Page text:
An insider’s scoop on the naked run
Ellen starts off the semester off by shedding light (not too much!) on a tradition that rounded out our last semester
If you were around the library, Thompson Hall, or the S.U.B. the Sunday night before finals week began, you probably saw, or at least heard, the screams from the naked run. The Puget Sound naked run is a biannual tradition in which 30 to upwards of 70 Puget Sound students streak across campus in the nude.
College streaking is hardly a new activity. Naked running seemed to be well-established on some U.S. college campuses by the 1960s. A 1967 student newspaper article at liberal arts university Carleton College in Minnesota discussed the most recent student streaking, and Time Magazine called college streaking a “largely growing trend” in 1973. Many other college campuses have famous naked runs, such as the UC Santa Cruz “First Rain,” in which students are encouraged to streak through the campus woods during the first time it rains on campus. Some colleges, such as Hamilton College in New York state, even boast unofficial “streaking teams” that streak not only at events on their campus, but throughout other East Coast college campuses.
Chris Dowd, the Collins Memorial Library Circulation Services Coordinator, said that the naked run has happened every year the Sunday before finals week since she started working there in 1983. Dowd remembers that students used to wear paper bags or masks on their heads, but in recent years students have thrown caution to the wind and gone mask-free. Her colleague, Cassandra Palmore, who has worked for the library since 1991 agrees that the naked run has occurred in the library for as long as she can remember.
Besides the occasional awkward hallway run-in with nude students while she fetches her dinner from the staff lounge, Palmore said that she hasn’t had any problems with the run.
“The only issue that I’ve seen was during the first few years after we started to require that students use their keycard to access the library after 9 p.m.,” Palmore said. “Some people would get locked out of the library in the nude, with their clothes locked inside the library. They would have to knock or call or something. I would feel so bad for them!”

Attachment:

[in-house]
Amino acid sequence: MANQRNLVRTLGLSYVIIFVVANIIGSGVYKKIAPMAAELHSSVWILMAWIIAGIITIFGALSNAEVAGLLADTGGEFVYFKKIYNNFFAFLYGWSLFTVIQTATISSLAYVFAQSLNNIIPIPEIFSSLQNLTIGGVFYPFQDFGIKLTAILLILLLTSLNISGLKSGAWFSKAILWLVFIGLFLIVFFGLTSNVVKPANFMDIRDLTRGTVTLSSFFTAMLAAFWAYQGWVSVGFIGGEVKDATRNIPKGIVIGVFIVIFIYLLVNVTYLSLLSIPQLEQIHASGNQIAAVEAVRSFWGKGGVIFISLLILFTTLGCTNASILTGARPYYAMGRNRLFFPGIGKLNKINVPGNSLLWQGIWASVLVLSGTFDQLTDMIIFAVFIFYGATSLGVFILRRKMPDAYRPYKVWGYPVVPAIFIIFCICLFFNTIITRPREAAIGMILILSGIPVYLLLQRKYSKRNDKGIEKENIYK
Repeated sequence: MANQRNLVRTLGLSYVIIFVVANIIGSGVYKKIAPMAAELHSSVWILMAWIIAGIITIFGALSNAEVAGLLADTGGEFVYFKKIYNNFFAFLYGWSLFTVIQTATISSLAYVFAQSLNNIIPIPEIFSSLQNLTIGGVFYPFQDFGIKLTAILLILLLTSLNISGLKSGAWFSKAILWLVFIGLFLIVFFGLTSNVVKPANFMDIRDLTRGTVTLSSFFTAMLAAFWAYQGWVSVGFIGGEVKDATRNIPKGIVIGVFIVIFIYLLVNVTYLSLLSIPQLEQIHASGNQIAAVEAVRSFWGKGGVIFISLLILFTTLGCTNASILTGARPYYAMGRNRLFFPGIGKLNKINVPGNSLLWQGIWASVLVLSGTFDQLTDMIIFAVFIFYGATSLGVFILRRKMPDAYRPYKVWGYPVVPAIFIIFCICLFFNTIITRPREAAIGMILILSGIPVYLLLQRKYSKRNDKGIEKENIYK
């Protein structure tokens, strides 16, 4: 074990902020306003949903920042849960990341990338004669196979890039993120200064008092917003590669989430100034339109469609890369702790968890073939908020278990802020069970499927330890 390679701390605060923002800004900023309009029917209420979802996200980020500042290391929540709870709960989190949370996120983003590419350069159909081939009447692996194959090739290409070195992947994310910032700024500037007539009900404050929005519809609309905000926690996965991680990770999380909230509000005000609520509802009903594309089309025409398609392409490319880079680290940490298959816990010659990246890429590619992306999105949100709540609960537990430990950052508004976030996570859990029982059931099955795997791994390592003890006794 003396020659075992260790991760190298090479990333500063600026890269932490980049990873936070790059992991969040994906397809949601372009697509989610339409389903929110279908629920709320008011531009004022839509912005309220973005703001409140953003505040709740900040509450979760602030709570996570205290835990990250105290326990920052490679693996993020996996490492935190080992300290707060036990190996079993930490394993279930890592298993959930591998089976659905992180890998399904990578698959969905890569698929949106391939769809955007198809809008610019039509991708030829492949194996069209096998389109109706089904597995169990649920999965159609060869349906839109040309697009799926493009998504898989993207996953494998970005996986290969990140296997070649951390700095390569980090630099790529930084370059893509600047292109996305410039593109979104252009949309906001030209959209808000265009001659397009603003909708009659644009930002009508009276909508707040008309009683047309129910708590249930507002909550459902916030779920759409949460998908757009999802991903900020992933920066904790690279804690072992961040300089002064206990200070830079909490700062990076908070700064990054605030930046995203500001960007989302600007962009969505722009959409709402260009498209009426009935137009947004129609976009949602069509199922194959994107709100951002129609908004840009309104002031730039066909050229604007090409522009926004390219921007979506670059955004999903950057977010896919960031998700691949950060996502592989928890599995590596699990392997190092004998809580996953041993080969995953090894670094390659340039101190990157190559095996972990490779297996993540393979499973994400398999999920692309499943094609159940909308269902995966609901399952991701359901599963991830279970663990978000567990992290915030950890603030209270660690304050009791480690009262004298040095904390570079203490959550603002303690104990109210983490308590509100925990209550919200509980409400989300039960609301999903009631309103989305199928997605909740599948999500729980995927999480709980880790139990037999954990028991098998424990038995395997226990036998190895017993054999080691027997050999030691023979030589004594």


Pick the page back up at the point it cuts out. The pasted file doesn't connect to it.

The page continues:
Some students at Puget Sound today feel that the naked run isn’t all light-hearted. Students on Puget Sound-affiliated Facebook groups have voiced that they feel the run overrides their consent to witness nudity when it happens unannounced in public spaces like the Library or the S.U.B. Additionally, others agree that the run only really celebrates traditionally attractive bodies that are slim, white and cisgender.
Junior Maxx Cohn said that he posted a statement on the Facebook group wall of each class of Puget Sound beforehand in order to warn students about the run so that it could be “more of a consensual event.” The message stated that students who would like to avoid seeing the run should avoid the library, Thompson and Harned Halls, the big sequoia tree and the first floor of the S.U.B. between 9 and 10 p.m. that Sunday night. He also noted that anyone who chose to witness the run should not under any circumstances film or take photographs of the event for the runners’ privacy.
“I have never received a complaint by any student or anyone else about the naked run,” Palmore said. “I do usually send security an email about what happens as an update but no one is very concerned about it. If anyone were to complain, I think we would take action, but for now I think it’s fine for the kids to let some steam off.”
Cohn helped to organize the naked run last semester, mainly through a large Facebook group message.
“The naked run is probably my favorite day on campus,” Cohn said. “Every bit of stress I accumulate over the semester is ditched for a breezy stroll around campus to wish my peers good luck on their finals and hopefully helping in sharing the stress-free liberation of running around naked with your friends.”
He decided to help organize and lead the event when a graduating senior told him that they needed him to help continue to tradition.
“I jumped at the opportunity. I thought it’d look awesome on a resume.” Cohn said. “It ended up being exciting and weirdly rewarding helping lead it, and being able to contribute to the legacy of my favorite tradition at UPS is just another way I feel at home on campus amongst my fellow nudist Loggers.”